Tuesday, October 21, 2008

The Kiddush cup floweth over - kosher wines for Passover

This blog post is another of those pieces that originally appeared in the pages of the Washington Examiner back on March 21th, 2007. This one actually IS still available online at the Examiner website, so you could either go there directly by clicking here, or simply read below.

WASHINGTON - As Passover begins the evening of April 2, Jews will recount the biblical story of the exodus from Egypt to the Promised Land while enjoying traditional festive food and kosher wine.

Kosher wines in the United States have most often been associated with sweet and heavy Concord grape wines made by companies such as Manischewitz or Mogen David. But there is no reason for kosher wine to be qualitatively any different from non-kosher wine, nor need it be sweet.

Here then are some of the better and more interesting kosher wines to look for this Passover.

Abarbanel, Riesling, Vin d’Alsace, France, 2004 — This delicious, balanced, elegant medium-bodied dry wine begins with a delightful whiff of the florist’s shop, before offering its primary aroma and flavor bounty of citrus and tropical fruits along with sour apples, peaches, flinty minerals and honey, all balanced against the nicely assertive but not overly pronounced acidity. A pleasure to drink, with or without food. Critics’ grade: 4/5 stars

Barkan, Cabernet Sauvignon, Altitude +720, Reserve, Israel, 2003 — Grown in the Har Godrim vineyard near the Lebanese border (720 meters above sea level), this full-bodied, tight, concentrated, intense wine is exhibiting lovely notes of currants, cassis, cherries, herbs, eucalyptus, mint, coffee and even some tobacco, but it is still gripped by firm tannins if slowly integrating tannins — give this one room to breathe, or another year or so in the bottle. Critics’ grade: 4/5 stars

Capcanes, Flor de Primavera/Peraj Ha’Abib, Montsant, Spain, 2003 — A stunning wine. This delicious oak-aged, deep, dark ruby-colored blend (40 percent Grenache, 35 percent Cabernet Sauvignon, 30 percent Carignan and 5 percent Tempranillo grapes) is nicely balanced between tannins, acidity, wood and fruit, with aromas and flavors of black currants, plums, sweet blackberries, raspberries, cherries and mocha, with intriguing overlays of coffee, white pepper, licorice and minerals, with something very much like mint emerging on the lengthy finish. Critics’ grade: 5/5 stars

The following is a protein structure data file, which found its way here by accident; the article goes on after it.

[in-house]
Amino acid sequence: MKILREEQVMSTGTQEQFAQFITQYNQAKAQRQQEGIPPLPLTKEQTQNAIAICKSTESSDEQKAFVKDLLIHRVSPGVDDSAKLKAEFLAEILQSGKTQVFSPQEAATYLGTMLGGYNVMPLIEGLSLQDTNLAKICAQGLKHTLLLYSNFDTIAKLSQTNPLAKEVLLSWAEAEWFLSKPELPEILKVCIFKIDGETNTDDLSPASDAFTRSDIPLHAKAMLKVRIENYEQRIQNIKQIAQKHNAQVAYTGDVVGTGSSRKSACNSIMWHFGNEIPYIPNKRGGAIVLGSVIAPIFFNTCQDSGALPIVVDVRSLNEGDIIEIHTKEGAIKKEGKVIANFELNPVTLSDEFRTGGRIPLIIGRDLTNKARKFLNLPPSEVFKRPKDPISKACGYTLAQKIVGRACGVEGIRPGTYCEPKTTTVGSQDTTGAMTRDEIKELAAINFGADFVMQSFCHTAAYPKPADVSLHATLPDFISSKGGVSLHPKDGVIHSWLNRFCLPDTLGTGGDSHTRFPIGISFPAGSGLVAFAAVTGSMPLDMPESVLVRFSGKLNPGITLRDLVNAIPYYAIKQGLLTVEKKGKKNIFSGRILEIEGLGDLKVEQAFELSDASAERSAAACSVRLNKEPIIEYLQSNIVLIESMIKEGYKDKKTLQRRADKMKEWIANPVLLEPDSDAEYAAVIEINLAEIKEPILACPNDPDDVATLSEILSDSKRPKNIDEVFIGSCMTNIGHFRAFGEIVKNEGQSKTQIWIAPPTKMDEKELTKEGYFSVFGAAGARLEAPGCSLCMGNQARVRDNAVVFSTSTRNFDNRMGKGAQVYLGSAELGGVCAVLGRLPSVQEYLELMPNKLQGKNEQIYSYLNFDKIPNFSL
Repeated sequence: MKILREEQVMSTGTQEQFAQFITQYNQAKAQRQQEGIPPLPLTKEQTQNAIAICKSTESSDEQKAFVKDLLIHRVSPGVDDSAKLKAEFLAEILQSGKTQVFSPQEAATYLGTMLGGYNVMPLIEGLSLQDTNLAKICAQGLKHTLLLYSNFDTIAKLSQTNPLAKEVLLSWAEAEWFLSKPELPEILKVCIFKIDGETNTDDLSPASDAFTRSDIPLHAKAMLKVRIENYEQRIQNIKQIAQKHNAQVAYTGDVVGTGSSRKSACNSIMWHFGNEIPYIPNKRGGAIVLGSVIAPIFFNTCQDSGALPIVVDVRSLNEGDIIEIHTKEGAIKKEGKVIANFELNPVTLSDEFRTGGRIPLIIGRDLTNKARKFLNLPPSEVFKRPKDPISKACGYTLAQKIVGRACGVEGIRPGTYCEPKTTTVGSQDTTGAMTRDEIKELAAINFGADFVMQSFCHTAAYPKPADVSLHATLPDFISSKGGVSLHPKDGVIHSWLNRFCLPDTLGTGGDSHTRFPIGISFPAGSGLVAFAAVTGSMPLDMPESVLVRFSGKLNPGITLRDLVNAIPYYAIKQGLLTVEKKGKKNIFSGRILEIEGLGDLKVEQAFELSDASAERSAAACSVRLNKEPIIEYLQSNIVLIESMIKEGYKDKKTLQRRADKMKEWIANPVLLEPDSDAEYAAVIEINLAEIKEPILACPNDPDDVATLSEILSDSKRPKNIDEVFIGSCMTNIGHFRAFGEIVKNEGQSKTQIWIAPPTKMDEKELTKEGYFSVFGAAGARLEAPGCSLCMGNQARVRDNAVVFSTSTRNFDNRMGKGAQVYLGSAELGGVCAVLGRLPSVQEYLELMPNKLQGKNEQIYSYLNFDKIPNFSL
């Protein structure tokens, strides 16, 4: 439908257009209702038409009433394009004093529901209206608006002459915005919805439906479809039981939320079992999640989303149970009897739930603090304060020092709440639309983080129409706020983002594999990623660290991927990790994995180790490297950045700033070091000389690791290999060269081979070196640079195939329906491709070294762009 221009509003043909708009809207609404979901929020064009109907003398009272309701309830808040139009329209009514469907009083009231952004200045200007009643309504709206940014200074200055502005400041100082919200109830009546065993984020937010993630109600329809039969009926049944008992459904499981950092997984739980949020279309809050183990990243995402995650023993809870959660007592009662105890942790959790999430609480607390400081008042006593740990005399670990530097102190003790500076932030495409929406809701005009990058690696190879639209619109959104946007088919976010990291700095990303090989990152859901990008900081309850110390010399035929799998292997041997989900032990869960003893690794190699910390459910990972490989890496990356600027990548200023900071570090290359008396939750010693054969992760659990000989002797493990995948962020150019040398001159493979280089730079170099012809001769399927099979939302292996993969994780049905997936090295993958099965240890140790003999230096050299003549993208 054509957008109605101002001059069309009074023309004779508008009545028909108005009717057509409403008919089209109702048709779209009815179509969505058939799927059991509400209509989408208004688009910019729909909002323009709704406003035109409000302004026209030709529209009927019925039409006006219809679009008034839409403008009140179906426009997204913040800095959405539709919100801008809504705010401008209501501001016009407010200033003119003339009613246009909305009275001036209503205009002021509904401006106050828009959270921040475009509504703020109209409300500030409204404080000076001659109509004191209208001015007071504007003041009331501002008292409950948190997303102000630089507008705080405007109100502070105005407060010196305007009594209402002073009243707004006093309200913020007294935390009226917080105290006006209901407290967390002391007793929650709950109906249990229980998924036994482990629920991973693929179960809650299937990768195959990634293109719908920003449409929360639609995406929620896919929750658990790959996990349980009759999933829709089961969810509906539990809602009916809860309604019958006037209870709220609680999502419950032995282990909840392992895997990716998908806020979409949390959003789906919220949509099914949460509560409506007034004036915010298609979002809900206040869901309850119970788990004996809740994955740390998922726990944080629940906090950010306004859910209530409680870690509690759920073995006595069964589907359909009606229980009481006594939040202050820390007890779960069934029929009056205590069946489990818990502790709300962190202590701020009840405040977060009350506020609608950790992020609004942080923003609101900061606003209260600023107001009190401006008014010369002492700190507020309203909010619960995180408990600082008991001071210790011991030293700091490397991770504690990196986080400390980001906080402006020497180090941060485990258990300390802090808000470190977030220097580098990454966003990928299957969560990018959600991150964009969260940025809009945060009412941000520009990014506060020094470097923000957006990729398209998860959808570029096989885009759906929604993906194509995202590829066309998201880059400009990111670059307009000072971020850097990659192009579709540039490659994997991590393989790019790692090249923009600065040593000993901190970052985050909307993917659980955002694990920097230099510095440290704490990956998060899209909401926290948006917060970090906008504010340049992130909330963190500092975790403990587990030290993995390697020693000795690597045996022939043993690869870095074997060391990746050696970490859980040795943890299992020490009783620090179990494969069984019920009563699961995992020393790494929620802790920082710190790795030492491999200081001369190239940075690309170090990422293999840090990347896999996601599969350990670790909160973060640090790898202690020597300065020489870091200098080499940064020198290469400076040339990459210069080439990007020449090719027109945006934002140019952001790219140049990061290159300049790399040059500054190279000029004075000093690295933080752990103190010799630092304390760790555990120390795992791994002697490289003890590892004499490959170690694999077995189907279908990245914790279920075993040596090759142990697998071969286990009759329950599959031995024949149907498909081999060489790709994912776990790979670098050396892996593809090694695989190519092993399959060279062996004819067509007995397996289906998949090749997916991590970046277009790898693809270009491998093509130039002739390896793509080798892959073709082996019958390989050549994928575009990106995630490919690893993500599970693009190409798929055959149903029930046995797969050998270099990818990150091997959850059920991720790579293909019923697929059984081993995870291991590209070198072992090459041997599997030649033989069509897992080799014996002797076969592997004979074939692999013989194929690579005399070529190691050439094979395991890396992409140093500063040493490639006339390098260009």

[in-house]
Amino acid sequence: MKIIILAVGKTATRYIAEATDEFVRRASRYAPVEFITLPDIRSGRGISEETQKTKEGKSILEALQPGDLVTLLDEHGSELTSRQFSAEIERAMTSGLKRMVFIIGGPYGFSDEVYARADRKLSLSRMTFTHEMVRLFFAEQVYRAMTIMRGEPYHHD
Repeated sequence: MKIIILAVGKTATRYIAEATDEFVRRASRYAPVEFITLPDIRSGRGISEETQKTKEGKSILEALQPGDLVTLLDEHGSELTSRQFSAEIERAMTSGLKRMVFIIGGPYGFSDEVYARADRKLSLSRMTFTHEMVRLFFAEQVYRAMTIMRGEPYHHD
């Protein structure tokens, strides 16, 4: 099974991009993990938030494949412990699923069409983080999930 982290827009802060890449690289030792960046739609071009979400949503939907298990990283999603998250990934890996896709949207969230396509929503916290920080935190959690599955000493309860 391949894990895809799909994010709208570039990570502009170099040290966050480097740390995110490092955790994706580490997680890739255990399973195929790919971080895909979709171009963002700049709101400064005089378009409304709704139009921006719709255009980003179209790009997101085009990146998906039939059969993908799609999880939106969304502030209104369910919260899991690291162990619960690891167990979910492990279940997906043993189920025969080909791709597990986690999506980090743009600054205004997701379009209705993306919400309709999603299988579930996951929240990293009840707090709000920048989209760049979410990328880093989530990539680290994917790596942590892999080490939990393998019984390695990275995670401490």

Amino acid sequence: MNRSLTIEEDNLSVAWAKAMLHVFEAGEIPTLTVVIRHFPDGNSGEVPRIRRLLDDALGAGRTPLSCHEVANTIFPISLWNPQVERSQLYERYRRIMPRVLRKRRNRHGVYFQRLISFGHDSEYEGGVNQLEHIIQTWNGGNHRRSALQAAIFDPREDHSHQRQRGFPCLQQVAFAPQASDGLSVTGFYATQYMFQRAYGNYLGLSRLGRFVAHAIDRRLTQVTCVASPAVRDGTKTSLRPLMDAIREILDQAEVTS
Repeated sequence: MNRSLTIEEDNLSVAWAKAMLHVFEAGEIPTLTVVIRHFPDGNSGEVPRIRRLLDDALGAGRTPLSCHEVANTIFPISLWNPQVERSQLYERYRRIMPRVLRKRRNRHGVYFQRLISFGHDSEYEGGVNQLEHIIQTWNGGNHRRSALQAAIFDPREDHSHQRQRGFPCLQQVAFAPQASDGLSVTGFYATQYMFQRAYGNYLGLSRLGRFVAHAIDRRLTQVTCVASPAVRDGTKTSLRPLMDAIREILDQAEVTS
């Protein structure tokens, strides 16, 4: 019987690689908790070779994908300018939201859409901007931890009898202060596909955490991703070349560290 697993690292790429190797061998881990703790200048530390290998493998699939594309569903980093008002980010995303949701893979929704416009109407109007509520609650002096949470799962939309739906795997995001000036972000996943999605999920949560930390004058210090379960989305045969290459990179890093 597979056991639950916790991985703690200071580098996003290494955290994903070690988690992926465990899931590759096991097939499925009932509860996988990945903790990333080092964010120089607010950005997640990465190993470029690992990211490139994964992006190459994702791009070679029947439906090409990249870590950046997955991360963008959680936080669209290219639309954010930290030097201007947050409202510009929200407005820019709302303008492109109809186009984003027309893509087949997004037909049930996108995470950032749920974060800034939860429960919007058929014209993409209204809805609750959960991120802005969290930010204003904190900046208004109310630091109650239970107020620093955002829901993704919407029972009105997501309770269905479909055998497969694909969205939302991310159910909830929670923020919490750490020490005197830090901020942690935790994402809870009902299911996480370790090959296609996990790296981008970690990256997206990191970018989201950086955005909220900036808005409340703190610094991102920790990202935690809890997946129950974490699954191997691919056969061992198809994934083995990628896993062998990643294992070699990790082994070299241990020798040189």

Carmel, Gew├╝rztraminer, Late Harvest, Single Vineyard, Kerem Sha’al, Israel, 2005 — This sweet, elegant dessert wine has some lovely depth to it, with pronounced aromas and flavors of apricots, peaches, nectarines, litchis, cinnamon, honey, pineapple and rose petals all set against nicely balancing acidity, preventing the whole from seeming too sweet or sticky. Critics’ grade: 5/5 stars

Hagafen, Cabernet Sauvignon, Napa Valley, 2002 — Another stunning wine. This sumptuous yet graceful, harmoniously balanced, complex, slightly spicy wine offers layers of aromas and flavors, including currants, black cherries, cedar wood, licorice, black pepper, chocolate, eucalyptus, cassis, blueberries and mint, with a marvelous earthy finish with spice, berries and something slightly menthol. Critics’ grade: 5/5 stars

Noah, Tevel, Shiraz-Cabernet Sauvignon, Israel, 2005 — A purplish-colored, medium-bodied fairly well-balanced effort with pleasing aromas and flavors of cherries, slightly stewed strawberries, cranberries, cassis, black pepper and other spices, and with an intriguing, slightly burning, slightly astringent finish that is yearning for a bit of flesh (steaks, roasts, etc.). Critics’ grade: 4/5 stars

Recanati, Chardonnay, Israel, 2005 — This wonderfully crisp, controlled, rich yet elegant wine is even better than previous vintages, with more minerality and complexity and less of the pronounced oak and butter notes. Refreshing and food-friendly, the wine offers beautiful aromas and flavors of green apples, vanilla and tropical fruits, with some slightly spicy, racy notes throughout. Critics’ grade: 4/5 stars

Recanati, Sauvignon Blanc, Israel, 2005 — This outstanding crisp, clean, firm, rich, pale straw-colored wine has tasty and zesty aromas and flavors of freshly cut grass, almonds, bell peppers, asparagus, citrus fruits and even some melons, with a very pleasing earthy, slightly smoky background. Critics’ grade: 4/5 stars

Recanati, Special Reserve, Israel, 2001 — Another stunner of a wine. This full-bodied, complex, serious, enticing and elegant wine (96 percent Cabernet Sauvignon, 4 percent Merlot) exhibits aromas and flavors of dark berry fruits, plums, vanilla, Mediterranean herbs, black pepper and dark olives, with hints of mocha coffee balanced against soft, seamlessly integrated tannins and a little oak. Critics’ grade: 5/5 stars

Yatir, Sauvignon Blanc, Israel, 2005 — This light-golden colored, food-friendly wine is nicely tart, dry and tight, with slightly intense and defined aromas and flavors of grapefruits, passion fruits, gooseberries, Granny Smith apples, hay, honeysuckle, citrus peel and lemongrass. The finish drops off a bit, feeling flat and stripped. Not altogether balanced, but pleasing and enjoyable. Critics’ grade: 3/5 stars

Rating system
5/5 stars Excellent
4/5 stars Very good indeed
3/5 stars Good
2/5 stars Kind of drinkable
1/5 stars Cough medicine

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